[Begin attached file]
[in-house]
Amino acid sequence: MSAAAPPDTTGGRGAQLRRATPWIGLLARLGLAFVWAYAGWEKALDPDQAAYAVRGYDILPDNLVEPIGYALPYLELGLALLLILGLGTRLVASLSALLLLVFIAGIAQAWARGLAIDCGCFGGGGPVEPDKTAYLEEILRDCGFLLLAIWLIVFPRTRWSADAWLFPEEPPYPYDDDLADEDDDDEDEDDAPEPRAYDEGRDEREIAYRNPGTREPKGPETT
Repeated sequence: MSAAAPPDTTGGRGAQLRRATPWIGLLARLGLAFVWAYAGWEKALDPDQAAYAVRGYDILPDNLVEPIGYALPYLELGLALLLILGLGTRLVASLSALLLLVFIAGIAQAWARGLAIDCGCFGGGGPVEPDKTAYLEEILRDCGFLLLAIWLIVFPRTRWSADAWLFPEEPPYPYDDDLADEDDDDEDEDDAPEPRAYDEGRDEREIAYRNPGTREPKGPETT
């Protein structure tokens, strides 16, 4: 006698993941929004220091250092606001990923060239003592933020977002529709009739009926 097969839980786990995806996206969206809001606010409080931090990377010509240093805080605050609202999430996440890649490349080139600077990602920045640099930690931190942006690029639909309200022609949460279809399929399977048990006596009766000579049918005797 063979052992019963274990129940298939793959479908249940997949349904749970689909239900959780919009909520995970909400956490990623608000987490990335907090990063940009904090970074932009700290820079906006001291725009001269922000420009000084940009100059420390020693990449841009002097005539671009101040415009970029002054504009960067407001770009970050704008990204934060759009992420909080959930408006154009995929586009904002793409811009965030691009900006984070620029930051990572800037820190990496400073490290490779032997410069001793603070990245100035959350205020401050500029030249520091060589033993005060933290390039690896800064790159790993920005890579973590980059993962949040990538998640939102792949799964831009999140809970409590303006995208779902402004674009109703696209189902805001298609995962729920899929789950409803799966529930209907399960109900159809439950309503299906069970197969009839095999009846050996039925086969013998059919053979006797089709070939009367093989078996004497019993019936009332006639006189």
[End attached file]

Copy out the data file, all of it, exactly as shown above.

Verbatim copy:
[in-house]
Amino acid sequence: MSAAAPPDTTGGRGAQLRRATPWIGLLARLGLAFVWAYAGWEKALDPDQAAYAVRGYDILPDNLVEPIGYALPYLELGLALLLILGLGTRLVASLSALLLLVFIAGIAQAWARGLAIDCGCFGGGGPVEPDKTAYLEEILRDCGFLLLAIWLIVFPRTRWSADAWLFPEEPPYPYDDDLADEDDDDEDEDDAPEPRAYDEGRDEREIAYRNPGTREPKGPETT
Repeated sequence: MSAAAPPDTTGGRGAQLRRATPWIGLLARLGLAFVWAYAGWEKALDPDQAAYAVRGYDILPDNLVEPIGYALPYLELGLALLLILGLGTRLVASLSALLLLVFIAGIAQAWARGLAIDCGCFGGGGPVEPDKTAYLEEILRDCGFLLLAIWLIVFPRTRWSADAWLFPEEPPYPYDDDLADEDDDDEDEDDAPEPRAYDEGRDEREIAYRNPGTREPKGPETT
């Protein structure tokens, strides 16, 4: 006698993941929004220091250092606001990923060239003592933020977002529709009739009926 097969839980786990995806996206969206809001606010409080931090990377010509240093805080605050609202999430996440890649490349080139600077990602920045640099930690931190942006690029639909309200022609949460279809399929399977048990006596009766000579049918005797 063979052992019963274990129940298939793959479908249940997949349904749970689909239900959780919009909520995970909400956490990623608000987490990335907090990063940009904090970074932009700290820079906006001291725009001269922000420009000084940009100059420390020693990449841009002097005539671009101040415009970029002054504009960067407001770009970050704008990204934060759009992420909080959930408006154009995929586009904002793409811009965030691009900006984070620029930051990572800037820190990496400073490290490779032997410069001793603070990245100035959350205020401050500029030249520091060589033993005060933290390039690896800064790159790993920005890579973590980059993962949040990538998640939102792949799964831009999140809970409590303006995208779902402004674009109703696209189902805001298609995962729920899929789950409803799966529930209907399960109900159809439950309503299906069970197969009839095999009846050996039925086969013998059919053979006797089709070939009367093989078996004497019993019936009332006639006189």